The measurement of housing costs is an important precursor to research in public policy and discussions on the consumption patterns of low-income individuals. This paper analyses the two primary housing-cost measurements currently used in the UK: before deduction of housing costs (BHC) and after deduction of housing costs (AHC). BHC treats housing-costs as on par with everyday expenditures, whereas AHC distinguishes between housing expenditures and other general consumption goods. UK and EU researchers have shown a preference for the BHC method, however this paper argues that a wider acceptance of AHC allows for a more accurate statistical understanding of housing costs. The BHC is limited by its assumptions that housing costs are a reflection of an individual’s chosen standard of living, while the AHC allows for adjustments such as regional price differences, life-cycle variations, and interest rate fluctuations. The paper also introduces alternative measures including imputed rent and decile-specific price indices that can be used to supplement BHC and AHC and produce more robust measures of housing costs.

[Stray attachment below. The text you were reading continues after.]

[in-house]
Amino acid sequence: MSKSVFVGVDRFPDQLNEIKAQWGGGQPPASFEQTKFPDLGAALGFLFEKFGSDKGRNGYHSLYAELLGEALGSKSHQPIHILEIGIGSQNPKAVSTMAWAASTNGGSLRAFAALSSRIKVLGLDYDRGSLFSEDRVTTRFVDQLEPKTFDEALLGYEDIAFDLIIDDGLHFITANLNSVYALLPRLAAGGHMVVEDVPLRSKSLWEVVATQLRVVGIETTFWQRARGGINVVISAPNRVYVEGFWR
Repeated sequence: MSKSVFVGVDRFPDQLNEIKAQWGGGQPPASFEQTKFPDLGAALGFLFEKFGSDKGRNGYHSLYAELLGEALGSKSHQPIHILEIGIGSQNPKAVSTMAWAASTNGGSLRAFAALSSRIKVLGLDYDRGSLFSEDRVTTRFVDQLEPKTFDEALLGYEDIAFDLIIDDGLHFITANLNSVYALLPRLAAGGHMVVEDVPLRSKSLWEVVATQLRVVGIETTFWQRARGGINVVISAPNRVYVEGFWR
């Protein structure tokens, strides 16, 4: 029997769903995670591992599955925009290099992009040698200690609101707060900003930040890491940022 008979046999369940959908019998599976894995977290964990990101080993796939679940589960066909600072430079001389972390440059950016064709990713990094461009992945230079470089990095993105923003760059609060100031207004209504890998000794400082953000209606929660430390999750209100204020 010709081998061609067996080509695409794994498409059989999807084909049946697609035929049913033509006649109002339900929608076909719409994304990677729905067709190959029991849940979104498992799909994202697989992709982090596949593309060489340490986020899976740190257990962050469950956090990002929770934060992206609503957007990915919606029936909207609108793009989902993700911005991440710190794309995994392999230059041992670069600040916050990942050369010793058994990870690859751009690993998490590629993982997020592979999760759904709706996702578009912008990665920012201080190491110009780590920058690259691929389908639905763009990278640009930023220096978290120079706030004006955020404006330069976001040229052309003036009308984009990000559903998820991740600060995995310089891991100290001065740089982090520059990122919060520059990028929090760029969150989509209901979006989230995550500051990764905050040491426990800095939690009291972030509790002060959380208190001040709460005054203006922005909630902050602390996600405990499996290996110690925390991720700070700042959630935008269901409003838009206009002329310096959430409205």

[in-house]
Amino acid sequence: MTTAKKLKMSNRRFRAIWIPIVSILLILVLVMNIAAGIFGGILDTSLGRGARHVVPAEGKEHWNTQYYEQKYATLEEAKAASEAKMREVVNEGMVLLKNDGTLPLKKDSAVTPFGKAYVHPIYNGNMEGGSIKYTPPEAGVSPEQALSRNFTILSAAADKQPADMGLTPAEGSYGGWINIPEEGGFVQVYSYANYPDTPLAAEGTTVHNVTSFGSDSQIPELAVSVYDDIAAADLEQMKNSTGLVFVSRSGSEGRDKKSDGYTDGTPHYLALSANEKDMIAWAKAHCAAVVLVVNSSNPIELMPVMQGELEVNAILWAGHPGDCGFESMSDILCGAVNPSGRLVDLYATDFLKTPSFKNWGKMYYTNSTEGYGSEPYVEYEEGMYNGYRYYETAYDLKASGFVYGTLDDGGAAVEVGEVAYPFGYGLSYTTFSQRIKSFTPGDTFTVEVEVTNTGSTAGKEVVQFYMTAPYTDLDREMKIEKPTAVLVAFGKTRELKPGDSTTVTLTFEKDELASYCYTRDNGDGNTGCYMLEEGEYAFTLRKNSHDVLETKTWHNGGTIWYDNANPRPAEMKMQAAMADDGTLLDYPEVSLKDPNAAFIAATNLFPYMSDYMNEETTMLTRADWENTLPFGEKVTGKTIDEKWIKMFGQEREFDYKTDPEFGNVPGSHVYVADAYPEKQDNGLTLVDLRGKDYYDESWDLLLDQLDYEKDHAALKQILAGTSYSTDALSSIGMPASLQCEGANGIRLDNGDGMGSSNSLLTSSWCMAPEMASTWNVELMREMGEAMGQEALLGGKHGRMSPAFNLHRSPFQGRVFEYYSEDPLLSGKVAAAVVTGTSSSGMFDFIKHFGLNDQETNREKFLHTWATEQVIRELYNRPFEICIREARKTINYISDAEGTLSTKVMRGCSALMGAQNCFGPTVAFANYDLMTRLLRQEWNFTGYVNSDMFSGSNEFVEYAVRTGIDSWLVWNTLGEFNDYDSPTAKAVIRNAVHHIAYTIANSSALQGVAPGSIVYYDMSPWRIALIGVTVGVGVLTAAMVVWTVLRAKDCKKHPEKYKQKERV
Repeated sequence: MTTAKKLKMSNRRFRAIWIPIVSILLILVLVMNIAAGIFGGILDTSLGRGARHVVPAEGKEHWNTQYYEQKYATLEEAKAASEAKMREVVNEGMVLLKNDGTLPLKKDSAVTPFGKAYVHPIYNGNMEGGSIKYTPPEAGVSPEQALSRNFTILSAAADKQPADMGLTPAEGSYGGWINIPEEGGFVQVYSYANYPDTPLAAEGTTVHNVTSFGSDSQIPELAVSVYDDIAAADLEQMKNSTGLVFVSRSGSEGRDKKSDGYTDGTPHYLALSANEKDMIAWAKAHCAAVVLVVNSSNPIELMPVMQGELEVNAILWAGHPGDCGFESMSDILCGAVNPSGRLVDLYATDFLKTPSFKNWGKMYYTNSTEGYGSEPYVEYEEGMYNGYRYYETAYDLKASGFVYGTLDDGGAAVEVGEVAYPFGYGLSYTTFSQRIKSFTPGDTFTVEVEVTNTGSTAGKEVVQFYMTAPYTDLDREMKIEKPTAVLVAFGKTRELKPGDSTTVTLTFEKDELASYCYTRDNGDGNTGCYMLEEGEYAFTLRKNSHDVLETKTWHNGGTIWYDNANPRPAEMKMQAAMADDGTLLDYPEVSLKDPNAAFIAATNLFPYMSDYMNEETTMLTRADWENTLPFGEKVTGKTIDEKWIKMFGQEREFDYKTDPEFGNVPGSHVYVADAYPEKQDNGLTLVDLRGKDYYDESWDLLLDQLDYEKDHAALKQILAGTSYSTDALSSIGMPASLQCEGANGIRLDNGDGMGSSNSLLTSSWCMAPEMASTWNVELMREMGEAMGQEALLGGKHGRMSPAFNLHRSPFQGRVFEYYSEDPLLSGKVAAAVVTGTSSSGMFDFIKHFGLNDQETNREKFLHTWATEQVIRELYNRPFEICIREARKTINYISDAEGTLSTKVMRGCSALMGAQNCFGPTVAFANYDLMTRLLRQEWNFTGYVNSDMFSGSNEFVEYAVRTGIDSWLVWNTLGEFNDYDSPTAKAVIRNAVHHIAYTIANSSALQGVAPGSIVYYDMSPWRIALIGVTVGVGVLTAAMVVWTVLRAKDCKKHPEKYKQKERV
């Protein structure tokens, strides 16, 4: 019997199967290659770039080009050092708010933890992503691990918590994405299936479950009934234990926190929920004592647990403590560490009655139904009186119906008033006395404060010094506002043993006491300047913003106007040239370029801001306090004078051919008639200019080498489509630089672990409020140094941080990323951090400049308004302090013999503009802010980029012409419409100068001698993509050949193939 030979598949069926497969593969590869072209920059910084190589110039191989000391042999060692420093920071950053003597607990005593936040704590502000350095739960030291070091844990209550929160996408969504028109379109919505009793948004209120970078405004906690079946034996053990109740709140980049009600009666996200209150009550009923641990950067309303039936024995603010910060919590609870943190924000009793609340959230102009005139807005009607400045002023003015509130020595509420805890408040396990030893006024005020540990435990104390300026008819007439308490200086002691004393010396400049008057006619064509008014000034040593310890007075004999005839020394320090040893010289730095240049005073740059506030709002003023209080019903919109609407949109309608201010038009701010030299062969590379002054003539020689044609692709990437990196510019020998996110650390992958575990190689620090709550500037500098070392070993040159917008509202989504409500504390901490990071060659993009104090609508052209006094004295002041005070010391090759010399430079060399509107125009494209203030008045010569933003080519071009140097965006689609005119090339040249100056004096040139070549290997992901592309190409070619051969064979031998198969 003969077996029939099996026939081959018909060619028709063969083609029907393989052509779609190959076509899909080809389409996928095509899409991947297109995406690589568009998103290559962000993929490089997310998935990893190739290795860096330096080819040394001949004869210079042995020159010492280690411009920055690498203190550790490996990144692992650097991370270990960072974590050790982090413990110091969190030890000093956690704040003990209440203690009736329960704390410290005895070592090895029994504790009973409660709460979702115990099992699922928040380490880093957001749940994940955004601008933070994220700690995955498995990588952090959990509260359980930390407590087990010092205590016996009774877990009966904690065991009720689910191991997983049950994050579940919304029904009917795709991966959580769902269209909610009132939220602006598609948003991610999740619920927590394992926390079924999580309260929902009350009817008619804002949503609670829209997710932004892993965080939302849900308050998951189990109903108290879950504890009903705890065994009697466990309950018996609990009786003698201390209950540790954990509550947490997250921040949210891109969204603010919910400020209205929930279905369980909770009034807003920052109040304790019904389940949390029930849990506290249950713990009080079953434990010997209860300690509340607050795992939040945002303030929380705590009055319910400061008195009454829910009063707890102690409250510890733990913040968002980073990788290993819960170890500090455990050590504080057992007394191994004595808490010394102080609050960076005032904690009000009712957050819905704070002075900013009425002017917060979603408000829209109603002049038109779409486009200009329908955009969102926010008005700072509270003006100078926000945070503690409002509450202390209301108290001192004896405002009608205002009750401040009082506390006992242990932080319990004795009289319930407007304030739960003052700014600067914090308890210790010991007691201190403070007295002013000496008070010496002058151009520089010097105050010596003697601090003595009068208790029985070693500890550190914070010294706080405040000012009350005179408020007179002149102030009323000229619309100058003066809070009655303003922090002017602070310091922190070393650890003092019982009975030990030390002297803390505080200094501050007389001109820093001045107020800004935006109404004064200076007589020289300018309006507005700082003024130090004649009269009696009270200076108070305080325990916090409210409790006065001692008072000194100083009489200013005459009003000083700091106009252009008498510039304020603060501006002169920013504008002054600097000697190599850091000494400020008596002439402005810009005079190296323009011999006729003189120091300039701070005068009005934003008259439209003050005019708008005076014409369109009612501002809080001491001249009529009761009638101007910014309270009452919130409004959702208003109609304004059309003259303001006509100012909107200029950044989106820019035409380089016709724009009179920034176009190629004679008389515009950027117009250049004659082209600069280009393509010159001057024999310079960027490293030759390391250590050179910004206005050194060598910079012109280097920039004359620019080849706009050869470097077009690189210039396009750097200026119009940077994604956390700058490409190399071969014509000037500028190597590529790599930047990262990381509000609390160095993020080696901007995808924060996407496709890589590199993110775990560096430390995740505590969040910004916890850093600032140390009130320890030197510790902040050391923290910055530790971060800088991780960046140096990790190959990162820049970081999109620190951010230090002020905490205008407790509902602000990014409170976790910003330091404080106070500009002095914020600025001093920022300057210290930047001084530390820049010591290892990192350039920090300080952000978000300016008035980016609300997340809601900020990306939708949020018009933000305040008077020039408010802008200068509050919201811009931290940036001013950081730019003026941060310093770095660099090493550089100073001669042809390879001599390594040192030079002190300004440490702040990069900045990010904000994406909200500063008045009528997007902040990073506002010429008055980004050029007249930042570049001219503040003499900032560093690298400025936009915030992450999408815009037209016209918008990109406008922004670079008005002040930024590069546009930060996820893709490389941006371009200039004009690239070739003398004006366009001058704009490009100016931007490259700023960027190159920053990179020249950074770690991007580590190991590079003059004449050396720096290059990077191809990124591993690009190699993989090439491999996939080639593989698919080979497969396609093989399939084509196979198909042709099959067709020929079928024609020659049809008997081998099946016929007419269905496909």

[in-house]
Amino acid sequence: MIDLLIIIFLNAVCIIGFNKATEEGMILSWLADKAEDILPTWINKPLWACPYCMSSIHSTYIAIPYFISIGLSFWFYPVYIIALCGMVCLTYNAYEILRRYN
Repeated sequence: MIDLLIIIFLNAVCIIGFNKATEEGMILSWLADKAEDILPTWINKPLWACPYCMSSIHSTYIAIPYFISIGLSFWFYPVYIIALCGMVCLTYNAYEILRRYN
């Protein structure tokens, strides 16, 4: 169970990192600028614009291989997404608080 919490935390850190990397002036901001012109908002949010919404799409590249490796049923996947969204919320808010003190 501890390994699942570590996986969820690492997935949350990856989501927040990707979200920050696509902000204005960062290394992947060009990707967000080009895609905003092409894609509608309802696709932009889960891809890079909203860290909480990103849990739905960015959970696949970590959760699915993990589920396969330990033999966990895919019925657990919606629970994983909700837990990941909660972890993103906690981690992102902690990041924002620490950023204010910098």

How to Cite:
Mao, A.Y., 2012. Treatment of Housing Costs in the UK Income Statistics. The Public Sphere: Journal of Public Policy, 1(1), pp.73–79.